This course aims to provide an overall understanding of the basic concepts and practical technology of distributed computing, an in-depth understanding of the considerations applied in designing software for distributed systems. It will give students knowledge of algorithmic and architectural techniques used to address these considerations, and provide means of assessing how well novel technologies are able to handle faults in distributed systems.
Module code: 7CCSMGPR
Credit level: 7
To provide the experience of working in a syndicate to design, implement and document a substantial software product.
Semester 2 (spring)
To introduce various discrete optimisation problems, efficient algorithms for solving these problems, and general algorithmic techniques, which can be applied to a wide range of optimisation problems. The emphasis is put on network optimisation problems and on general optimisation techniques. To discuss applications of optimisation problems in communication systems, computer networks, manufacturing, scheduling, and resource allocation.
On successfully completing this module you will be able to express computational problems from various application areas as (discrete) optimisation problems; will be familiar with commonly used algorithms and main algorithmic techniques for optimisation problems; will understand the principles underpinning the discussed algorithms; will be able to select an appropriate algorithm for a given optimisation problem or to develop a new algorithm based on a general algorithmic technique; will be able to analyse the running time of the developed algorithmic solutions.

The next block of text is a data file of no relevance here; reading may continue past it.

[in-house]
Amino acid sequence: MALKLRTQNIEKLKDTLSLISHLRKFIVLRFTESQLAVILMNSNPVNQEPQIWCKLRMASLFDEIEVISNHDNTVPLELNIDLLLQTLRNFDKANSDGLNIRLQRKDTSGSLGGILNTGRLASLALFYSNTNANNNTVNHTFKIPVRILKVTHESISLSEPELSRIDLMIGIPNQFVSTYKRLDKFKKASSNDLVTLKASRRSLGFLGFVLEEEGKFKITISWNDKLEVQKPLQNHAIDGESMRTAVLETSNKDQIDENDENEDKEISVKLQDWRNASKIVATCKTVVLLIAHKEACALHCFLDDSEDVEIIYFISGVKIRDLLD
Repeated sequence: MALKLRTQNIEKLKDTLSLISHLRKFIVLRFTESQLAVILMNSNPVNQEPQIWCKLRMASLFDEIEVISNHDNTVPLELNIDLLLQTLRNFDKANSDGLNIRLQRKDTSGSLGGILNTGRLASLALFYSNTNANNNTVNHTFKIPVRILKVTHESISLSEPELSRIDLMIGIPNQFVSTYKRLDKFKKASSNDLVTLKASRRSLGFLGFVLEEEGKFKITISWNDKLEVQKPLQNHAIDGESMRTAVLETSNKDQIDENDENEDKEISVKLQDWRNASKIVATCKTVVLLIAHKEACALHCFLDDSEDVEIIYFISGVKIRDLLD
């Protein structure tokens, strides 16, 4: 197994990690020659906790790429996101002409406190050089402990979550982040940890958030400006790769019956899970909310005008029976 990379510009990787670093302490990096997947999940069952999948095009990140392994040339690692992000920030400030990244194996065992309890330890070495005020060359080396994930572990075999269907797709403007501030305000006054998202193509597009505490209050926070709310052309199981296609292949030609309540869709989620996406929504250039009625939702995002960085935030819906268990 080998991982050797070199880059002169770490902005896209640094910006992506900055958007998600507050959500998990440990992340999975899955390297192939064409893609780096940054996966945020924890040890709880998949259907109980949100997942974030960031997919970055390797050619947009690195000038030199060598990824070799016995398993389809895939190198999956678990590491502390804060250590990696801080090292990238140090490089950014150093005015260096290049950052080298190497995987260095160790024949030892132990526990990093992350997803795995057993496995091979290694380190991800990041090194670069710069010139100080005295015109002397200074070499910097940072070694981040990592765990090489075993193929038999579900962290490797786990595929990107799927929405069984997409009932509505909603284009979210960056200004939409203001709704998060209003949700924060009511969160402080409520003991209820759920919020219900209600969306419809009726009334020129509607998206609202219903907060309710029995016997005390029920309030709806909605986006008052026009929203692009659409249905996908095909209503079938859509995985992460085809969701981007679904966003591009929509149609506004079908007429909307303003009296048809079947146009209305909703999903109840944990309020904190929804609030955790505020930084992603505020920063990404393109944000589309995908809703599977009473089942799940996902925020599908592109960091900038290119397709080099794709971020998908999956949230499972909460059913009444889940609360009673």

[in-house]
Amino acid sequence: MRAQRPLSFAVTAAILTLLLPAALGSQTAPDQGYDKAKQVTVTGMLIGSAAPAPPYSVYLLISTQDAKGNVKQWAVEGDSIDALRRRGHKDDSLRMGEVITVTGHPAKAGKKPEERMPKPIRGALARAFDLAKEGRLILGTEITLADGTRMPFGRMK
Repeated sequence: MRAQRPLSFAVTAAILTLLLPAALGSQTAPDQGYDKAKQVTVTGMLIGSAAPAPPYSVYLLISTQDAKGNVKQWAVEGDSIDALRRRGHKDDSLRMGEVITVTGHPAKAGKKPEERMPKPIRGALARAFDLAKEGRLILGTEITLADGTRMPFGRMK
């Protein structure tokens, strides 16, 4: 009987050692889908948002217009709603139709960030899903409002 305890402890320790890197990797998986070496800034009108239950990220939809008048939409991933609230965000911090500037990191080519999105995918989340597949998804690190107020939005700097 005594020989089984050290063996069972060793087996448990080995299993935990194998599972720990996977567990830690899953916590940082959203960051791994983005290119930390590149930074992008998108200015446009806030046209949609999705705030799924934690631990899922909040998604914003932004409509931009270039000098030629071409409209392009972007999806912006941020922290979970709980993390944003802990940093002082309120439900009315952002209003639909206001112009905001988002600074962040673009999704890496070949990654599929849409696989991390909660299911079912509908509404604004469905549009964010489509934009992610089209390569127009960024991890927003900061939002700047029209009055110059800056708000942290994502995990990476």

Single-source shortest-paths problem:
The Bellman-Ford algorithm
Shortest paths in directed acyclic graphs
All-pairs shortest paths:
Network flow problems:
Maximum flows, Minimum-cost flows and Multicommodity flows, and their applications
Maximum matching problem and its applications to resource allocation problems
The Ford-Fulkerson method for the maximum-flow problem
The Successive-shortest-paths algorithm for the minimum-cost flow problem
Linear programming (LP):
Basic properties of LP problems
LP formulation of network flow problems
Computationally hard optimisation problems:
Polynomial-time problems and NP problems
NP-hard optimisation problems
Optimisation techniques for NP-hard problems:
Branch-and-bound method for finding exact solutions
Simulated annealing Genetic algorithms
written examination/s; coursework;
The aim of this course is to introduce both statistical and neural network theory and approaches for solving pattern recognition problems. Further, to consolidate lectures with MATLAB-based computer assignments.
At the end of the course students should:
- be familiar with Bayesian decision theory;
- be familiar with parametric density estimation;
- be familiar with nonparametric density estimation;
- be familiar with linear discriminant functions;
- be familiar with perceptrons;
- be familiar with Winner-take-all groups;
- be familiar with multi-layer perceptrons;
- be familiar with feature selection and extraction techniques;
- be familiar with clustering techniques.
- Introduction to pattern recognition
- Bayesian decision theory
- Parametric density estimation
- Nonparametric density estimation
- Linear discriminant functions
- Winner-take-all groups
- Multi-layer perceptrons
- Feature selection and extraction techniques
- Clustering technique
Dr Mike Spratling
King's College London
Credit value (UK/ECTS equivalent)
UK 180/ECTS 90
One year FT, September to September.
Via the Departmentís Careers Programme students are able to network with top employers and obtain advice on how to enhance career prospects. Our graduates have gone on to have very successful careers in industry and research, working areas such as manufacturing, automotive and aerospace. Recent employers include Cummins Inc. and Transport Alstom.
Year of entry 2013